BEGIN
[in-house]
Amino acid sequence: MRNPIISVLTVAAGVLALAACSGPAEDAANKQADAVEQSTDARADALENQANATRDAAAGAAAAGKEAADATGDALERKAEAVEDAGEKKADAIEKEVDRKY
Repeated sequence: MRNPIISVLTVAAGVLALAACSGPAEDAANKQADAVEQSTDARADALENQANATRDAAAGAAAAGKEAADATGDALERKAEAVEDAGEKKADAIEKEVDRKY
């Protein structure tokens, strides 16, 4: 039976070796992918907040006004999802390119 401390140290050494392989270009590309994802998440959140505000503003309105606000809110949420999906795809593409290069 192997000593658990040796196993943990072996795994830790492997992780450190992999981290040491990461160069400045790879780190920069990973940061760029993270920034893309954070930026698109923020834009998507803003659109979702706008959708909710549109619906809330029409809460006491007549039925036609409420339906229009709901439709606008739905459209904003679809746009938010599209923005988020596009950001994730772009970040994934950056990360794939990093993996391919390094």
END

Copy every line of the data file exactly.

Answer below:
[in-house]
Amino acid sequence: MRNPIISVLTVAAGVLALAACSGPAEDAANKQADAVEQSTDARADALENQANATRDAAAGAAAAGKEAADATGDALERKAEAVEDAGEKKADAIEKEVDRKY
Repeated sequence: MRNPIISVLTVAAGVLALAACSGPAEDAANKQADAVEQSTDARADALENQANATRDAAAGAAAAGKEAADATGDALERKAEAVEDAGEKKADAIEKEVDRKY
């Protein structure tokens, strides 16, 4: 039976070796992918907040006004999802390119 401390140290050494392989270009590309994802998440959140505000503003309105606000809110949420999906795809593409290069 192997000593658990040796196993943990072996795994830790492997992780450190992999981290040491990461160069400045790879780190920069990973940061760029993270920034893309954070930026698109923020834009998507803003659109979702706008959708909710549109619906809330029409809460006491007549039925036609409420339906229009709901439709606008739905459209904003679809746009938010599209923005988020596009950001994730772009970040994934950056990360794939990093993996391919390094």